green heron fishing

It’s a tiny little fish, but every calorie taken in counts when you’re trying to put on fat to migrate.

green heron fishing

Toss that baby back in the throat, just like you would a much bigger fish.

green heron fishing

And now back to pose number one — the statue impression.

The patient hunter reaps a reward!  Herons and Egrets have an astounding 70% average success rate (# of captures/# of strikes) in both natural and man-made aquatic environments in the southeastern U.S*.  I assume it’s roughly the same up here in the northland.  Great Blue Herons were by far the most successful hunters in estuary habitat, racking up a 93% success rate there.  Great Egrets enjoyed their greatest success along rivers (94%).  Snowy Egrets were almost equally successful in a variety of aquatic habitats (65-75% success) but were not able to match the prey catching efficiency of their larger cousins.

*data from H.D. Mincey, 2006.  MS Thesis, Georgia Southern University.

Learning to fish

A family of Green Herons has taken up residence in the pond in the backyard.  I think there were 5 juveniles hunting along the shore of the pond, which is shallow and almost completely covered with duckweed.

Adult Green Heron, Butorides virescens

One of the adults just happened to be hunting near where I was standing.  They hunt the sparse openings in the duckweed right where tree limbs and debris have fallen into the water.  Perhaps this is where fish congregate as well.

Adult Green Heron, Butorides virescens

Shooting birds through a tangle of tree branches means there is always something obstructing the view. So I removed some of the clutter with Photoshop.  Adult Green Herons are striking birds with their chestnut-colored breast feathers and dark green head and back.

At the other end of the pond four of the five juveniles congregated on a tree trunk that had fallen into the pond this spring.  Its leafy branches hid them well from view, and also provided perches close to the water for them to practice their hunting.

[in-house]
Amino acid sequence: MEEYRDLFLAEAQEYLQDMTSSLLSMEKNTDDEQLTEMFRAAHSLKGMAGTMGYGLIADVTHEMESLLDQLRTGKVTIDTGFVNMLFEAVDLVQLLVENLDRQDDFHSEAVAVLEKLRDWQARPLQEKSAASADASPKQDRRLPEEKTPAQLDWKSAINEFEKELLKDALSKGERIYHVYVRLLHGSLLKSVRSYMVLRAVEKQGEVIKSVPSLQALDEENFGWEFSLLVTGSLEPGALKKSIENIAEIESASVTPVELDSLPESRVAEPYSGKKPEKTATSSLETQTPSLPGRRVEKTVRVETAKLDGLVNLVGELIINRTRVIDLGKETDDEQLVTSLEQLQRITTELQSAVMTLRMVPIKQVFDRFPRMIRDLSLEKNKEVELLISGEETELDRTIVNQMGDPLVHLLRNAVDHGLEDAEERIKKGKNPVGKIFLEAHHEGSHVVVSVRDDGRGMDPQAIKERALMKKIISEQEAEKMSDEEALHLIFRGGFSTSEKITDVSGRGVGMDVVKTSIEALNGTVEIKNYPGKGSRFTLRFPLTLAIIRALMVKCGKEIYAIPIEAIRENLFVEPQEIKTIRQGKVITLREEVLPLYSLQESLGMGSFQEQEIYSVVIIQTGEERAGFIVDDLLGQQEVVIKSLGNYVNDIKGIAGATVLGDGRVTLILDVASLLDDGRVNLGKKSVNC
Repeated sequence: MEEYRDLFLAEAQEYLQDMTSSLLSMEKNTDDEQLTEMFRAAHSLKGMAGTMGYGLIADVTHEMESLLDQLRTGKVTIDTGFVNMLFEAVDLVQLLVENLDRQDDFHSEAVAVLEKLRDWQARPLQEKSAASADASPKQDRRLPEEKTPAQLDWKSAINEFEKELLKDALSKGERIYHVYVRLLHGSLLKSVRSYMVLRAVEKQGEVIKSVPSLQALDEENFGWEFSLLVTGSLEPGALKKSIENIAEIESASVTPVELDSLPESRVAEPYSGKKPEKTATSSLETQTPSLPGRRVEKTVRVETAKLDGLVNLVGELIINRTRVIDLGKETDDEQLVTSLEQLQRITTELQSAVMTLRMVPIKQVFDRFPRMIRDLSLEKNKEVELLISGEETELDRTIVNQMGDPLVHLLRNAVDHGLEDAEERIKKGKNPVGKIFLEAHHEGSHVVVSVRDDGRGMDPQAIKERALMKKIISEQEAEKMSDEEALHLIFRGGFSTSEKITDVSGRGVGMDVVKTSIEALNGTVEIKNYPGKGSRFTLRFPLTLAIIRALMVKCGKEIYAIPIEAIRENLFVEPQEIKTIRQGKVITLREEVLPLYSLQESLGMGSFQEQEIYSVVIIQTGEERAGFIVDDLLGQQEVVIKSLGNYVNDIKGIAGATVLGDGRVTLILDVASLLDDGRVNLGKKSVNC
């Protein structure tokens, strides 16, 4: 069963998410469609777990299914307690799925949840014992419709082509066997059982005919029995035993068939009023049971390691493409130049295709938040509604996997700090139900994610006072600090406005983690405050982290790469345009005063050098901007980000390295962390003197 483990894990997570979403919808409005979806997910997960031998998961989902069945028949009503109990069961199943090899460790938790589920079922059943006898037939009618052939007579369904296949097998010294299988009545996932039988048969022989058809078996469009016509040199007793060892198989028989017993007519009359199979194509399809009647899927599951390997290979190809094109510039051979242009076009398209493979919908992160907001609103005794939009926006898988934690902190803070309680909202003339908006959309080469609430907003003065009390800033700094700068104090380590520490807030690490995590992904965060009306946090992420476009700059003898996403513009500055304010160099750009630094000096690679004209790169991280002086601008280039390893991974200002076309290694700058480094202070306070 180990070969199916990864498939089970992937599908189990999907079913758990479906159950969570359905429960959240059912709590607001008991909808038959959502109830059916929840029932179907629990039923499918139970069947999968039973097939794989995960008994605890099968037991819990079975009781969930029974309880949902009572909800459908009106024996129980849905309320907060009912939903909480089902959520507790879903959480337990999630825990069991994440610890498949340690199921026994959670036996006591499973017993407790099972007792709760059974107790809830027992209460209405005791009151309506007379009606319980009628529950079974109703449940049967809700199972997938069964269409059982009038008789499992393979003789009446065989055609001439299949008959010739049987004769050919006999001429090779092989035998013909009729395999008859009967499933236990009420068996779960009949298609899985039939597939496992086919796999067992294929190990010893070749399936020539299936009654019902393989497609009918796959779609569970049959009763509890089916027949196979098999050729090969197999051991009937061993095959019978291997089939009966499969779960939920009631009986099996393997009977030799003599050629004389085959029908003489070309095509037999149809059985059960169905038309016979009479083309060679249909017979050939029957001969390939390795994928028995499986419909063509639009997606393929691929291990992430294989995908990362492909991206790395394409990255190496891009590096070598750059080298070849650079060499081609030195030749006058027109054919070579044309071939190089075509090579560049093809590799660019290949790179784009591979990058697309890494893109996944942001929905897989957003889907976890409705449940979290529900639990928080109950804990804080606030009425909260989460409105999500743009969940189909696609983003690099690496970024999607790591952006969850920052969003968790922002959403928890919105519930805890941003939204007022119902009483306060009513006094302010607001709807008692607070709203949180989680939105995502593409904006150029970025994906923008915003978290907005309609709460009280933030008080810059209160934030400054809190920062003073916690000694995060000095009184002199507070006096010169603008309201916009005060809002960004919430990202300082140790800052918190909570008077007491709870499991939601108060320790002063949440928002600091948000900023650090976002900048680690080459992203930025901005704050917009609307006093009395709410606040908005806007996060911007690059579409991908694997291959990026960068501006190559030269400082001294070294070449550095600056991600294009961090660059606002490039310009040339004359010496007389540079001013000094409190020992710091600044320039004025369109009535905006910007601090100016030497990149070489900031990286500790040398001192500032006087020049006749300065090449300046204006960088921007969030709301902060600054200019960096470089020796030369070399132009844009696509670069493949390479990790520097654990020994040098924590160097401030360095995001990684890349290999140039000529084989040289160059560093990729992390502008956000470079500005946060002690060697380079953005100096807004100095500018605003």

Juvenile Green Herons

This was as close as I could get to four of the juvenile herons, about 200 feet away across the pond. The fourth heron is behind a big limb, and three mallard ducks perched on the fallen tree trunk for their afternoon nap.

I saw one of the parents feed one juvenile only once in the three hours I stood by the pond; the rest of the time they were on their own to search for food.  Adult Green Herons usually wander away from their breeding area after the nesting season, eventually moving into Central and northern South America for the winter. However, young herons stay at least until early fall on this set of ponds, where I have found them hunting in previous years. (See my earlier post on Heron fishing.)

Juvenile Green Herons learning to fish

I couldn’t tell what this youngster on the left found, but it tossed it around, dropped it, picked it up, and finally lost it in the water. Perhaps they don’t know yet what is edible.

Juvenile Green Heron and male Wood Duck in eclipse plumage

A fifth juvenile skulked far back in the leafy branches overhanging the pond scum. A male Wood Duck in eclipse (molt) plumage floated by, opening up some of the water surface as he swam and ate the duckweed.